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Considerations for Shooting in Abandoned Locations

Michael Maher

Videographers love taking their cameras and drones into beautifully eerie places. Want to try it? Here’s what to consider before shooting in abandoned locations.

The key to shooting in abandoned locations is packing lightly. Odds are, you will be out in a very open location without any power or any other resources. You probably won’t have signal on your cell phone either.

Also, having permission to shoot in these locations is advised. You should also let other people know where you are going, just in case anything happens.

Here are a few considerations for shooting abandoned locations:

  • Carry everything in a backpack.
  • Pack plenty of batteries.
  • Bring a flashlight and/or headlamp.
  • Have some wet pads or a cleaning cloth to clean yourself and your gear.
  • If you are in a radioactive zone, make sure you have a Geiger counter.
  • Carry a designated GPS Tracker (not your phone) to mark you location, so friends can check in with you.

Now that you’ve got that down, check out what these videographers were able to pull off with a small amount of gear.


Chernobyl

Director of Photography Danny Cooke travelled into the radioactive wasteland that is Chernobyl. In April of 1986, an explosion and fire at the Chernobyl Nuclear Power Plant caused radioactive particles to spread all over the western USSR and into Europe.

Cooke shot the piece for a CBS News segment on 60 Minutes with a Canon 7D and DJI Phantom 2 with GoPro3+.

During my stay, I met so many amazing people, one of whom was my guide Yevgen, also known as a ‘Stalker’. We spent the week together exploring Chernobyl and the nearby abandoned city of Pripyat. There was something serene, yet highly disturbing about this place. Time has stood still and there are memories of past happenings floating around us. Armed with a camera and a dosimeter geiger counter I explored. 


Katrina – Six Flags New Orleans

Filmed by Teddy Smith, this video explores an abandoned Six Flags theme park in New Orleans. The park was damaged beyond repair after Hurricane Katrina in 2005.

Teddy shot the video with a Canon 5D MarkII. Personally, this has always been one of my favorite eerie short films.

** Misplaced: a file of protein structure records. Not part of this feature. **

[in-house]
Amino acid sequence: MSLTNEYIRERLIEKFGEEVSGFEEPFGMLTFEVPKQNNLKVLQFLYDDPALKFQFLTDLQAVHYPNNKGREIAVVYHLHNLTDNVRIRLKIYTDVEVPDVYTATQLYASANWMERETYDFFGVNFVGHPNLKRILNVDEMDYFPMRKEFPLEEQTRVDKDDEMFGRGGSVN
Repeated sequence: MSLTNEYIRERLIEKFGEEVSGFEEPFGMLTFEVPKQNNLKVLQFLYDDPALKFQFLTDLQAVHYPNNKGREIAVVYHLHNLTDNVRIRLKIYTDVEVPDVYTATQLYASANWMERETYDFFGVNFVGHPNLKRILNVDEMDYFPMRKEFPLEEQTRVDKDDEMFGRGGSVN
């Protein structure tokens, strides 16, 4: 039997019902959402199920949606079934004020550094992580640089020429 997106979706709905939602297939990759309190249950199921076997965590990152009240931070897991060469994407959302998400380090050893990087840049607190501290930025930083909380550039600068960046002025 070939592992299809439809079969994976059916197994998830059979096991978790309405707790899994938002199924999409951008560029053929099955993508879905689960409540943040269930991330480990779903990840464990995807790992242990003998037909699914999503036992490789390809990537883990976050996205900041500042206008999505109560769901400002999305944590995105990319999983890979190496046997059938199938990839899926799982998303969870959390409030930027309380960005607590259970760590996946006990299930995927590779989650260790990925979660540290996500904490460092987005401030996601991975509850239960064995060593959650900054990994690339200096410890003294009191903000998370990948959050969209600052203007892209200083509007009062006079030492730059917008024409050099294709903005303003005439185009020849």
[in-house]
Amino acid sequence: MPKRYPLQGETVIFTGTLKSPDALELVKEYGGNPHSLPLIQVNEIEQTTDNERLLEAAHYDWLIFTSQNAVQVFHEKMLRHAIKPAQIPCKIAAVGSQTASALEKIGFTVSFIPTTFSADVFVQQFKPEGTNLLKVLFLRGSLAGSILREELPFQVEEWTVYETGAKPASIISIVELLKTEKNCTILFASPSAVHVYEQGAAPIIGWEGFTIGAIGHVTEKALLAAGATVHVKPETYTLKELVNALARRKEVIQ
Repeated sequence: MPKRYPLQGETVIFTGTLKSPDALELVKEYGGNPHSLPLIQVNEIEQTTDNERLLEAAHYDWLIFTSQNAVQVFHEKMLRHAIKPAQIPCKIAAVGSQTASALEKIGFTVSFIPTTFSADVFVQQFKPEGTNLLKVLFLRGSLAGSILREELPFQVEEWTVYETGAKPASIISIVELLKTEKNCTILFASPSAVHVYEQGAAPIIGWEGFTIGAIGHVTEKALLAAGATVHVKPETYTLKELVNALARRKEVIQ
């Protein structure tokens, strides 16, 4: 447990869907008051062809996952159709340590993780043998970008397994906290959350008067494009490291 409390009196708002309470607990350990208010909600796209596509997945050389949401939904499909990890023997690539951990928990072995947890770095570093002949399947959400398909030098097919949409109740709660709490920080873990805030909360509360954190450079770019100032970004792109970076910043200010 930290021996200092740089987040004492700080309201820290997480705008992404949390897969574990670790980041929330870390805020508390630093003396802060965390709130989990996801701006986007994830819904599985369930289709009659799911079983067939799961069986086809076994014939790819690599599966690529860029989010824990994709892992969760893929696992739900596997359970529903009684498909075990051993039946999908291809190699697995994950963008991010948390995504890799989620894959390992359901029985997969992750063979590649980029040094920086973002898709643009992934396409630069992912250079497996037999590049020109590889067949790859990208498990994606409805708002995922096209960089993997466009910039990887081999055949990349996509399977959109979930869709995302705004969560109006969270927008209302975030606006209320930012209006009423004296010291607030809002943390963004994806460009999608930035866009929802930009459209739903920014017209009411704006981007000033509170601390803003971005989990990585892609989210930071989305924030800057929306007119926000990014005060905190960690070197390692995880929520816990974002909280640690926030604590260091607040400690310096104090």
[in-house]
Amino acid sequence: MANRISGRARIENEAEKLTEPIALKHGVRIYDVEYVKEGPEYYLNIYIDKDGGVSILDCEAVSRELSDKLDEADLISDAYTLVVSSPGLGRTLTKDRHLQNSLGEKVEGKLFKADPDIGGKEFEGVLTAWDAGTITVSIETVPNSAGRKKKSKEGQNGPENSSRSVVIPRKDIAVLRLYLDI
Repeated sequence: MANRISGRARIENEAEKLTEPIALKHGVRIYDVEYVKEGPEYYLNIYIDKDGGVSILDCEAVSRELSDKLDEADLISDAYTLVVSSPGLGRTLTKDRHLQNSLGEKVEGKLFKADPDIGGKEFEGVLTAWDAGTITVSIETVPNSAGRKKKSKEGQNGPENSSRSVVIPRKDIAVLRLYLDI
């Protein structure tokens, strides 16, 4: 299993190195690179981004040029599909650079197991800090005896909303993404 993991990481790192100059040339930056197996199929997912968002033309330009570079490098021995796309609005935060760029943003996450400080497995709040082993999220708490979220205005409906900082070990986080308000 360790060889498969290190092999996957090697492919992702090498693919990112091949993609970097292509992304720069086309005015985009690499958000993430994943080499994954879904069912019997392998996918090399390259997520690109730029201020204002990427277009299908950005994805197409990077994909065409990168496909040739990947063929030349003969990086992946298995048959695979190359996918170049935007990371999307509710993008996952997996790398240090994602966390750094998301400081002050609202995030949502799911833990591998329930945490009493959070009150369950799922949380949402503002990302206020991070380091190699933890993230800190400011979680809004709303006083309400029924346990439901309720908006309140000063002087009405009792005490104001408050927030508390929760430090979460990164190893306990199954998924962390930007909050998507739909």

Fukushima

The Chernobyl incident is one of two nuclear incidents categorized as a Level 7 Event by the International Nuclear Event Scale. The other being the 2011 disaster in Fukushima.

In March of 2011, an earthquake in Tōhoku caused a tsunami, which in turn caused an equipment failure at the Fukushima I Power Plant. The famous Japanese cherry blossom trees in Tokioma now line abandoned streets.

Both of these drone videos come from Hexa Media in Japan.


Sheffield Ski Village

The United Kingdoms’ Sheffield Ski Village closed down in April of 2012 after an arsonist set fire to the property. When the ski village was open, the it was home to some of the UK’s best freestyle skiers.

After the ski village had been abandoned, a few skiers returned for a dry run on the charred remains. The video was shot by Fleye and Extreme Cams.


Rhyolite

Rhyolite is an abandoned mining town in Nevada. The ghost town was once home to many gold seekers and miners during the gold rush. Many residents worked in the Montgomery Shoshone Mine. After the richest ore was exhausted, production fell significantly and it was closed in 1911. By 1920, the city was completely abandoned.

This video was shot by Philip Bloom on a DJI Phantom 3.


Bodie

Bodie is another abandoned mining town, this one in California. Only 100 structures remain in the ghost town. The town suffered two major fires in 1898 and 1932. After the second fire, the US Post Office moved to another city and the town continue to decline until nearly empty during WWII.

The video was shot by Colin Rich and assistant cameraman Mark Bernal. They worked with the California Department of Parks and Recreation, as Bodie is now a California State Park.

Got any tips for shooting in abandoned locations? We’d love to hear them in the comments below!

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